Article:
“This thesis does not score as an error the demand on the part of the pastor, be it ever so urgent, that his hearers believe the Gospel. That demand has been made by all the prophets, all the apostles, yea, by the Lord Jesus Christ Himself. When demanding faith, we do not lay down a demand of the Law, but issue the sweetest invitation, practically saying to our hearers: ‘Come; for all things are now ready.’ Luke 14, 17. When I invite a halfstarved person to sit down to a well-furnished board and to help himself to anything he likes, I do not expect him to tell me that he will take no orders from me. Even so the demand to believe is to be understood not as an order of the Law, but as an invitation of the Gospel.

“The error against which this thesis is directed is this, that man can produce faith in himself. Such a demand would be an order of the Law and turn faith into a work of man. That would be plainly mingling Law and Gospel. A preacher must be able to preach a sermon on faith without ever using the term faith. It is not important that he din the word faith into the ears of his audience, but it is necessary for him to frame his address so as to arouse in every poor sinner the desire to lay the burden of his sins at the feet of the Lord Jesus Christ and say to Him:  ‘Thou art mine, and I am Thine.’”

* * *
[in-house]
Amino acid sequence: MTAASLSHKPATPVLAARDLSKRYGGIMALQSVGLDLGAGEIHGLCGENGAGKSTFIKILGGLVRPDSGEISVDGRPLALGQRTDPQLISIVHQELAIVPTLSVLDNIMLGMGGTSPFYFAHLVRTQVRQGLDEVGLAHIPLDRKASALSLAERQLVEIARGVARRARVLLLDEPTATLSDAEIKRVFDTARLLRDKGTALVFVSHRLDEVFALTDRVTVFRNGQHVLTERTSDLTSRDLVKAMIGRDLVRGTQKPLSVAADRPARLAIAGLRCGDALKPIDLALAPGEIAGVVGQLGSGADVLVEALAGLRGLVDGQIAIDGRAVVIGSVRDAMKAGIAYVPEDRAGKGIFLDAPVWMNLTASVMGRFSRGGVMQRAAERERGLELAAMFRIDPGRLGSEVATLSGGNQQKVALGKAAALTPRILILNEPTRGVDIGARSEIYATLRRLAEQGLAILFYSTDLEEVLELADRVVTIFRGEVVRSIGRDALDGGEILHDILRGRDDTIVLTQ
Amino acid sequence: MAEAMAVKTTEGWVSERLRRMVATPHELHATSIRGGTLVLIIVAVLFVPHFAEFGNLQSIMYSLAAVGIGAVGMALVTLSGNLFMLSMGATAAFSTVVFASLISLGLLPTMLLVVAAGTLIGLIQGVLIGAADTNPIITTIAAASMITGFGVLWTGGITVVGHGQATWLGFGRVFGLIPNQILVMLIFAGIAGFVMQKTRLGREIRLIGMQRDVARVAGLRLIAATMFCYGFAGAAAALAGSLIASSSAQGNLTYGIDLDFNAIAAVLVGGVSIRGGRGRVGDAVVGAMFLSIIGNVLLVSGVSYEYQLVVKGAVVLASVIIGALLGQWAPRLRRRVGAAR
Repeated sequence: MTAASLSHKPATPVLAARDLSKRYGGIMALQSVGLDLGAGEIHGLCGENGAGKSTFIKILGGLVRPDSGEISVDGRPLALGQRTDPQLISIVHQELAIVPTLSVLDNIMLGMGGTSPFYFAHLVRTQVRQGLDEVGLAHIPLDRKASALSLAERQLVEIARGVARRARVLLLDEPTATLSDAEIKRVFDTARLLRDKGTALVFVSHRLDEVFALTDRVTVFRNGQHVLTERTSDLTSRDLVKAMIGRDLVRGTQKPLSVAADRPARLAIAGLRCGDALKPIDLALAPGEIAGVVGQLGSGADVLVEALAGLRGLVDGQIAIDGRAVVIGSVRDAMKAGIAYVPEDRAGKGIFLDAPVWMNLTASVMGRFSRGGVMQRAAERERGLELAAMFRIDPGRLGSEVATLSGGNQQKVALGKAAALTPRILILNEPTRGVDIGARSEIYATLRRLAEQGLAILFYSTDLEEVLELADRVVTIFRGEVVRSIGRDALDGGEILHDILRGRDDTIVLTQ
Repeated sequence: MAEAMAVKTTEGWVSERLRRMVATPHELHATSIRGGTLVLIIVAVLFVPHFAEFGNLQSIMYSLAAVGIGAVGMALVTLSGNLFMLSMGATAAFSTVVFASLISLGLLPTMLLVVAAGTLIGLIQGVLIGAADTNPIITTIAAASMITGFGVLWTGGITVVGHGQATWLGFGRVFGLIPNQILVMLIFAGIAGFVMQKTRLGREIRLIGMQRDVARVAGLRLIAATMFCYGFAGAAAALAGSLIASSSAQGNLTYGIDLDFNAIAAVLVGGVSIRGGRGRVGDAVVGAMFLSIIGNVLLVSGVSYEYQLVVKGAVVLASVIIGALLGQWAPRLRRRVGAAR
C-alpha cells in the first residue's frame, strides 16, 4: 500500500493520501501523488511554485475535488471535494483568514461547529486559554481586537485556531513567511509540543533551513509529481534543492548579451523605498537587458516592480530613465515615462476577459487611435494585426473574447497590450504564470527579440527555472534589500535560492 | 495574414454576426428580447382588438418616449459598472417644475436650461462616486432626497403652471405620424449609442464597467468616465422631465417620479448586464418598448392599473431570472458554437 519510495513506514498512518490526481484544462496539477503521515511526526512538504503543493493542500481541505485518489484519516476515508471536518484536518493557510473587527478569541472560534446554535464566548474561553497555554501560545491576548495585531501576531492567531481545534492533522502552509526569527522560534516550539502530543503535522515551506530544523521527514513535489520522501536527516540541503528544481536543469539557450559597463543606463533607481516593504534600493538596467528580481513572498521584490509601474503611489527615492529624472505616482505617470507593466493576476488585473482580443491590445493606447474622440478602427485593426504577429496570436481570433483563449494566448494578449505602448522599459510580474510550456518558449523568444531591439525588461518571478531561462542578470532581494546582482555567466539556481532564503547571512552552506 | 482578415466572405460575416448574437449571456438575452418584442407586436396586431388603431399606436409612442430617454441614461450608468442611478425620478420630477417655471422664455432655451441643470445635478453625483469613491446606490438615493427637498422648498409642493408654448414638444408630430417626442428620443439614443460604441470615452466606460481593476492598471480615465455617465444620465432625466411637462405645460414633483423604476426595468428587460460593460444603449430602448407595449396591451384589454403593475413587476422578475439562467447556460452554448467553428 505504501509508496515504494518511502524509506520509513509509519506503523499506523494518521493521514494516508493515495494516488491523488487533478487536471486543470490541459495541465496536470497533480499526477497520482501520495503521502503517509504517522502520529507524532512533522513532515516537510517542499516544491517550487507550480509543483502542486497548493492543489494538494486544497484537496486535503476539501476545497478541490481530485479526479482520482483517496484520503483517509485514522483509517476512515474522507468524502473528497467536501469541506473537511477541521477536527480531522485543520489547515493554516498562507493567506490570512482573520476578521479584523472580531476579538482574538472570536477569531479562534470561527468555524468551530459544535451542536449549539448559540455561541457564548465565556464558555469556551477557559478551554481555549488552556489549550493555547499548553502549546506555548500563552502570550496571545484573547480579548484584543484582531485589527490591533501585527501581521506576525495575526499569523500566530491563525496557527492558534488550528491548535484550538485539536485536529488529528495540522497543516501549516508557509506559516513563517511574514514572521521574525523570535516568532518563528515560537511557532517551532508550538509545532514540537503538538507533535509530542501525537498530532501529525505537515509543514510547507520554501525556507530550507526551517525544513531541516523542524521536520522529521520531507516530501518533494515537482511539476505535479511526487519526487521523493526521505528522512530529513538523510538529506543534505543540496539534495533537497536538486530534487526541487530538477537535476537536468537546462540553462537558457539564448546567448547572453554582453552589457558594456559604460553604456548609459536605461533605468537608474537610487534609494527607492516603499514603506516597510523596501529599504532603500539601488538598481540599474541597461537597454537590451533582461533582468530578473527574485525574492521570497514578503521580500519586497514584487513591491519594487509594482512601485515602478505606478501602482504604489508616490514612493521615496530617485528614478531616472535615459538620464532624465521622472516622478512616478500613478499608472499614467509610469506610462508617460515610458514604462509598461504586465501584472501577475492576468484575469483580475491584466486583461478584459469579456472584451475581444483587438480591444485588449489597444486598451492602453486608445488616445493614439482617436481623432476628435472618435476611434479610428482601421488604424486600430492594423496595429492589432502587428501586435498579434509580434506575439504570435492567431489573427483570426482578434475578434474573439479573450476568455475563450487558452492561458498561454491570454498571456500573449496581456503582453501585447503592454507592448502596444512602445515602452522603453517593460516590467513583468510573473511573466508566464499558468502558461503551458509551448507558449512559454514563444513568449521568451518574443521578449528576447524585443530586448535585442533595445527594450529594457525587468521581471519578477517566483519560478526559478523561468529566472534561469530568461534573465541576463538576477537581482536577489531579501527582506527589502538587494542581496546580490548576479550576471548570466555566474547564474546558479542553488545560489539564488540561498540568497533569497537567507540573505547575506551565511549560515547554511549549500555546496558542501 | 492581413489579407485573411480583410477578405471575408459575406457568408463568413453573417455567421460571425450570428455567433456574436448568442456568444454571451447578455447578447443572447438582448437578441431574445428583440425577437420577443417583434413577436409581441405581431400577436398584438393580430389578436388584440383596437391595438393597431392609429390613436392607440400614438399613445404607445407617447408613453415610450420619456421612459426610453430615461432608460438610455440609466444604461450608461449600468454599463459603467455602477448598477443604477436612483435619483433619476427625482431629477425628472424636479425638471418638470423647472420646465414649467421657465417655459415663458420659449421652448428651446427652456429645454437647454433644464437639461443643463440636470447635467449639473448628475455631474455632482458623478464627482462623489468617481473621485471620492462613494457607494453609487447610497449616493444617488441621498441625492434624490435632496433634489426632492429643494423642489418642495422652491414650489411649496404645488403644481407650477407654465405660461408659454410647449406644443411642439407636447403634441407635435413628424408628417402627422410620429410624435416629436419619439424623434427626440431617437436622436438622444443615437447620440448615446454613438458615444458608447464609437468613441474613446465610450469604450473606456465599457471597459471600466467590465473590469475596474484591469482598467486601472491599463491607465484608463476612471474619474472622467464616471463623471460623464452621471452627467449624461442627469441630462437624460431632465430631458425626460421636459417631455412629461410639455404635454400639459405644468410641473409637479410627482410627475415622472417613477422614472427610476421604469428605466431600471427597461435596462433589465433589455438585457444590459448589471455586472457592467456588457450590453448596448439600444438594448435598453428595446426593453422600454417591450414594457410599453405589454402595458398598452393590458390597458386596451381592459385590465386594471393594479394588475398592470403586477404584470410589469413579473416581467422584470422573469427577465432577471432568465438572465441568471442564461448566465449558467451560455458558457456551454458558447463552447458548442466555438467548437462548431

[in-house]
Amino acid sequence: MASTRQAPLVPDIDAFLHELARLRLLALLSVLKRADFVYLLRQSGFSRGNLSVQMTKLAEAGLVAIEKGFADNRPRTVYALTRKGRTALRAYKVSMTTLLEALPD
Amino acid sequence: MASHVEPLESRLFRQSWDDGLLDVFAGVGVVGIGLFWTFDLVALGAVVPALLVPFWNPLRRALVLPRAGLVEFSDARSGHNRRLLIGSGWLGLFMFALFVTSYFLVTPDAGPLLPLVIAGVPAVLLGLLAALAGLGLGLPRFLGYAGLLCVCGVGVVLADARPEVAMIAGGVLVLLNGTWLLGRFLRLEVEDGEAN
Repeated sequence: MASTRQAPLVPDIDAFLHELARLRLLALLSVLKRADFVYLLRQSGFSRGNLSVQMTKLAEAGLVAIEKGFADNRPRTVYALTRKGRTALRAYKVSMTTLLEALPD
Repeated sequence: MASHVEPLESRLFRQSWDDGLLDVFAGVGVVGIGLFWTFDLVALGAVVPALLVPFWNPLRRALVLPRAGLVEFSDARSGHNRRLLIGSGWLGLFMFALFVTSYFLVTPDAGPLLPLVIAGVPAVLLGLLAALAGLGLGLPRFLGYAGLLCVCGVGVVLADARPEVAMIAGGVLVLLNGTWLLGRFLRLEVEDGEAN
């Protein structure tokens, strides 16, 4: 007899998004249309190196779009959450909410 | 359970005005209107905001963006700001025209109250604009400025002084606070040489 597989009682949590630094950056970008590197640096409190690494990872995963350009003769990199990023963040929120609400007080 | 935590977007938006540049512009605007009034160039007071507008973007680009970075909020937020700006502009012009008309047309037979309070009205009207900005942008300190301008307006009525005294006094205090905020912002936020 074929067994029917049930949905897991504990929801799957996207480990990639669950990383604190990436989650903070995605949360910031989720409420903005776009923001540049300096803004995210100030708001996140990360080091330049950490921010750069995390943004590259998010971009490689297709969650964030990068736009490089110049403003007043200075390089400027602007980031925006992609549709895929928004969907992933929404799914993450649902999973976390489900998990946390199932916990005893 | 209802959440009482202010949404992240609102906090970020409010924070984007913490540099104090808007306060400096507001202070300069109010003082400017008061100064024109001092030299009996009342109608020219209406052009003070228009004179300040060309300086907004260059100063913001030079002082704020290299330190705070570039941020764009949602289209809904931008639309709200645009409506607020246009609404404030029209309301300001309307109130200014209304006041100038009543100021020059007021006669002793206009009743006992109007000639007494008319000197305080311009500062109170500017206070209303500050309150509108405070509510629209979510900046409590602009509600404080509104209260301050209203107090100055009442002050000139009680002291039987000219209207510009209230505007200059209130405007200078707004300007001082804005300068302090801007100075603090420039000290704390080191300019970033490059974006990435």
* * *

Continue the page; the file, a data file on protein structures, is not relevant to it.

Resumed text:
In his second lecture on law and gospel distinction, he reminded us of why we must safeguard this distinction between law and gospel:

“The difference, then, between the Law and the Gospel is this: The Law makes demands of things that we are to do; it insists on works that we are to perform in the service of God and our fellow-men. In the Gospel, however, we are summoned to a distribution of rich alms which we are to receive and take: the loving-kindness of God and eternal salvation. Here is an easy way of illustrating the difference between the two: In offering us help and salvation as a gift and donation of God, the Gospel bids us hold the sack open and have something given us. The Law, however, gives nothing, but only takes and demands things from us. Now, these two, giving and taking, are surely far apart. For when something is given me, I am not doing anything towards that: I only receive and take; I have something given me. Again, when in my profession I carry out commands, likewise when I advise and assist my fellow-man, I receive nothing, but give to another whom I am serving. Thus the Law and the Gospel are distinguished as to their formal statements (in causa formali): the one promises, the other commands. The Gospel gives and bids us take; the Law demands and says, This you are to do.”

Here we stand.